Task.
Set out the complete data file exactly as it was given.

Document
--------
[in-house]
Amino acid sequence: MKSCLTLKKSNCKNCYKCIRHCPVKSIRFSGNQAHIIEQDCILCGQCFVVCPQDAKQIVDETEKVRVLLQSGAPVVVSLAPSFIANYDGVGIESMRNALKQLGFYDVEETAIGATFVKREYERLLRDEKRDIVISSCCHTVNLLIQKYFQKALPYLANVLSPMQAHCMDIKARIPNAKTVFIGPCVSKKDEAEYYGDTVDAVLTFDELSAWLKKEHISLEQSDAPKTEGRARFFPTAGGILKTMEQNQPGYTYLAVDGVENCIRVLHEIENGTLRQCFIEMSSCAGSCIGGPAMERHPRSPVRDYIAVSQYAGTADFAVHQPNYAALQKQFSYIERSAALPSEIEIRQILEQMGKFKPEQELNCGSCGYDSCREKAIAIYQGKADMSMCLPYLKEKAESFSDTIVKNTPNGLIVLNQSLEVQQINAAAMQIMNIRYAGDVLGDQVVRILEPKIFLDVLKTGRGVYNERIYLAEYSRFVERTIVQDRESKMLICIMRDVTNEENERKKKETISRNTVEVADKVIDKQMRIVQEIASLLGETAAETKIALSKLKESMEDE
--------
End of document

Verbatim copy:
[in-house]
Amino acid sequence: MKSCLTLKKSNCKNCYKCIRHCPVKSIRFSGNQAHIIEQDCILCGQCFVVCPQDAKQIVDETEKVRVLLQSGAPVVVSLAPSFIANYDGVGIESMRNALKQLGFYDVEETAIGATFVKREYERLLRDEKRDIVISSCCHTVNLLIQKYFQKALPYLANVLSPMQAHCMDIKARIPNAKTVFIGPCVSKKDEAEYYGDTVDAVLTFDELSAWLKKEHISLEQSDAPKTEGRARFFPTAGGILKTMEQNQPGYTYLAVDGVENCIRVLHEIENGTLRQCFIEMSSCAGSCIGGPAMERHPRSPVRDYIAVSQYAGTADFAVHQPNYAALQKQFSYIERSAALPSEIEIRQILEQMGKFKPEQELNCGSCGYDSCREKAIAIYQGKADMSMCLPYLKEKAESFSDTIVKNTPNGLIVLNQSLEVQQINAAAMQIMNIRYAGDVLGDQVVRILEPKIFLDVLKTGRGVYNERIYLAEYSRFVERTIVQDRESKMLICIMRDVTNEENERKKKETISRNTVEVADKVIDKQMRIVQEIASLLGETAAETKIALSKLKESMEDE